Social media’s ability to facilitate communication cuts both ways. We’ve all seen comment threads driven off the deep end of rational discourse by rising tensions and personal attacks. But we’ve also seen threads where the comments work like building blocks, a constructive place for collaborative thought and a pathway to action.
In the wake of the latest horse and rider fatality as a result of a cross country accident, Facebook’s eventing community has been aflutter not only condolences and support, but with also with important discussions about how to make our sport safer. By and large — and I believe this is a reflection of the eventing spirit — they are positive and productive. Even though we may have differing opinions, we are all invested in working together to maintain the health of our sport. The comments on EN’s own Facebook page are an example of this.
Social media harnesses the collective consciousness, which can be so powerful when channeled in a positive direction. Jon Holling’s call to action for frangible technology fundraising was re-shared nearly 800 times. A Frangible Fences for Eventing in the U.S. GoFundMe subsequently established raised over $45,000 in the span of 24 hours, with donations still pouring in ($55,000 as of 5 p.m. Tuesday) and more being directed to the USEA’s Frangible Fence Research initiative. The generosity of our eventing community is incredible, but we wouldn’t be able to leverage it without social media connecting us together.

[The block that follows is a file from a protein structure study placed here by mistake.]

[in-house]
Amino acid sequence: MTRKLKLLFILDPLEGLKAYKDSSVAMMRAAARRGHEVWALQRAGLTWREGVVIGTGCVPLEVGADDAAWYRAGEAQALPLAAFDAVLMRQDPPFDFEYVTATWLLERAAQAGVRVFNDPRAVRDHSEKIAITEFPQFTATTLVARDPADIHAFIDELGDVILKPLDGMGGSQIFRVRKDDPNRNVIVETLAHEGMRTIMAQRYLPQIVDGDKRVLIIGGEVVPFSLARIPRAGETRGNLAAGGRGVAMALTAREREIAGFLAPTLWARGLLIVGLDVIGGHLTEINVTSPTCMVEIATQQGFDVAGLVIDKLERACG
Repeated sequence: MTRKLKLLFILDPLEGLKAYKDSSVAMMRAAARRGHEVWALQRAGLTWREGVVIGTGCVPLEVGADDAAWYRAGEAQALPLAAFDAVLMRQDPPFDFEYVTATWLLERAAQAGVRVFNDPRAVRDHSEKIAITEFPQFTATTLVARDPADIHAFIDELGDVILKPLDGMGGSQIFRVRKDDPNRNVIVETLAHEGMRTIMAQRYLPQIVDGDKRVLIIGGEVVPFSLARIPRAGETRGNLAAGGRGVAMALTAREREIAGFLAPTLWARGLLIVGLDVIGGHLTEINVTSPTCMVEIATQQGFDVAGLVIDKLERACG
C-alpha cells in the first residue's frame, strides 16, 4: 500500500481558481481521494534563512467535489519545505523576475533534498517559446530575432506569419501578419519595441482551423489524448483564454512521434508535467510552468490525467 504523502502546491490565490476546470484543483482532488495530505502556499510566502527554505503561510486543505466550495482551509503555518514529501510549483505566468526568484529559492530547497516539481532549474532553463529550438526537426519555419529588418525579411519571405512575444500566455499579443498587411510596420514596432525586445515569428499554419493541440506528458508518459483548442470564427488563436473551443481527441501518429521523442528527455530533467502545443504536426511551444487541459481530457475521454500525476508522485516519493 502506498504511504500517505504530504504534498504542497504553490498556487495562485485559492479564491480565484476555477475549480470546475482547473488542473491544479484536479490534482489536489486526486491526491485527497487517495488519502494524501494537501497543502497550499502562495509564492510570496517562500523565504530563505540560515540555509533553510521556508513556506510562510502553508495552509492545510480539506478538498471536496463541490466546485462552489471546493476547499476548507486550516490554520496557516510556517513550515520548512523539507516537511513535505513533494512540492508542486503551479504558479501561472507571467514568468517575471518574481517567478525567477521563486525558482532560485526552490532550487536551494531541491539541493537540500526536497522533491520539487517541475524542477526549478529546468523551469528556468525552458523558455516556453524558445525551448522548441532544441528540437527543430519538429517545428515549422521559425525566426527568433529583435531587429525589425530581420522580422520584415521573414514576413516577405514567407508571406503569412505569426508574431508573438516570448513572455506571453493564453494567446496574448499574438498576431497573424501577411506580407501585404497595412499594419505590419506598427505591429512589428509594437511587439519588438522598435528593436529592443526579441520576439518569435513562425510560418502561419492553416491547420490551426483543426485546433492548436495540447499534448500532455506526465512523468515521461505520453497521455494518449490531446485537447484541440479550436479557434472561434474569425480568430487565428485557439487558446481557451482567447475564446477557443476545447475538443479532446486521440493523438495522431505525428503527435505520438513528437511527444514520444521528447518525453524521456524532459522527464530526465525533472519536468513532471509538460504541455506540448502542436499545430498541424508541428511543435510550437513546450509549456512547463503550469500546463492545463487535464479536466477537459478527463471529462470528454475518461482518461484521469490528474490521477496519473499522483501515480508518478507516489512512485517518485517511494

As we have said many times before, the issue of safety has many moving parts. The large-scale implementation of frangible technology is vitally important, but the conversation is so much larger and more complicated than just this piece of it. Here are three Facebook posts we found particularly compelling this week, and which sparked some thought-provoking comments.
I love this sport, but we have to do something. Yesterday on Eventing Nation, Maggie Deatrick put it all on the table:…
I’m for revolution. But I’m one voice screaming in the wilderness. “We need the attitude that all aspects of safety…
Safety is important and I along with many others will support the incredible Jonathan Holling in his…
Now it’s up to us to move those ideas from the digital arena into the real world. This, too, I believe we can and will accomplish, if we continue to work together as a united front.
What can you do to keep the discussion going? Email the USEA. Attend the 2020 Convention. Join a committee. Make a donation. Talk to barn mates, event organizers, your local combined training association, and the people in your barn aisle at your next event. Making eventing safer is going to take a collective effort, and we can all play a part.